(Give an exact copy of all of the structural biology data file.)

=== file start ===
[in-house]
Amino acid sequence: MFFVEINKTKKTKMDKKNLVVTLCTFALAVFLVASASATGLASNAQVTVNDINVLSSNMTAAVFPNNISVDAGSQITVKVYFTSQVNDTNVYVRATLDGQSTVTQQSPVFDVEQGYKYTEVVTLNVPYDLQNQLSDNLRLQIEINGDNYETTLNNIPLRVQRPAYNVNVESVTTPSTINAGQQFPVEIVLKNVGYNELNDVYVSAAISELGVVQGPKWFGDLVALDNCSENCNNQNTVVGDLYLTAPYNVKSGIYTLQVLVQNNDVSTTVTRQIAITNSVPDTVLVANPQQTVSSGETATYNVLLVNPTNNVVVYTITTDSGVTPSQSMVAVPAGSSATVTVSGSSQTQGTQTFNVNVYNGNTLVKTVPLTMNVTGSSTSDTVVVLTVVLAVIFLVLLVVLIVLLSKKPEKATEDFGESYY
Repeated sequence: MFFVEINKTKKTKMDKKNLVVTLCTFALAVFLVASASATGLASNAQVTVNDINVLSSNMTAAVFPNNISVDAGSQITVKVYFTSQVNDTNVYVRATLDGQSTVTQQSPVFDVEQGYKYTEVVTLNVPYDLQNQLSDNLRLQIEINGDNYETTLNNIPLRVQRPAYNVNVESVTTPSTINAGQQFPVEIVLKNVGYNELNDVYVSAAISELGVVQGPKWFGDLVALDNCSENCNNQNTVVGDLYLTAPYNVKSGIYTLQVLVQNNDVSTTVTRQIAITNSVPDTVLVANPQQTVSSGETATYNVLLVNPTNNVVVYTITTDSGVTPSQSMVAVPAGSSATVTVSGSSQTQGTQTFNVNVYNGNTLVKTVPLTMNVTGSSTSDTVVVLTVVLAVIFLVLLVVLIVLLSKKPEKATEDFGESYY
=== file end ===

[in-house]
Amino acid sequence: MFFVEINKTKKTKMDKKNLVVTLCTFALAVFLVASASATGLASNAQVTVNDINVLSSNMTAAVFPNNISVDAGSQITVKVYFTSQVNDTNVYVRATLDGQSTVTQQSPVFDVEQGYKYTEVVTLNVPYDLQNQLSDNLRLQIEINGDNYETTLNNIPLRVQRPAYNVNVESVTTPSTINAGQQFPVEIVLKNVGYNELNDVYVSAAISELGVVQGPKWFGDLVALDNCSENCNNQNTVVGDLYLTAPYNVKSGIYTLQVLVQNNDVSTTVTRQIAITNSVPDTVLVANPQQTVSSGETATYNVLLVNPTNNVVVYTITTDSGVTPSQSMVAVPAGSSATVTVSGSSQTQGTQTFNVNVYNGNTLVKTVPLTMNVTGSSTSDTVVVLTVVLAVIFLVLLVVLIVLLSKKPEKATEDFGESYY
Repeated sequence: MFFVEINKTKKTKMDKKNLVVTLCTFALAVFLVASASATGLASNAQVTVNDINVLSSNMTAAVFPNNISVDAGSQITVKVYFTSQVNDTNVYVRATLDGQSTVTQQSPVFDVEQGYKYTEVVTLNVPYDLQNQLSDNLRLQIEINGDNYETTLNNIPLRVQRPAYNVNVESVTTPSTINAGQQFPVEIVLKNVGYNELNDVYVSAAISELGVVQGPKWFGDLVALDNCSENCNNQNTVVGDLYLTAPYNVKSGIYTLQVLVQNNDVSTTVTRQIAITNSVPDTVLVANPQQTVSSGETATYNVLLVNPTNNVVVYTITTDSGVTPSQSMVAVPAGSSATVTVSGSSQTQGTQTFNVNVYNGNTLVKTVPLTMNVTGSSTSDTVVVLTVVLAVIFLVLLVVLIVLLSKKPEKATEDFGESYY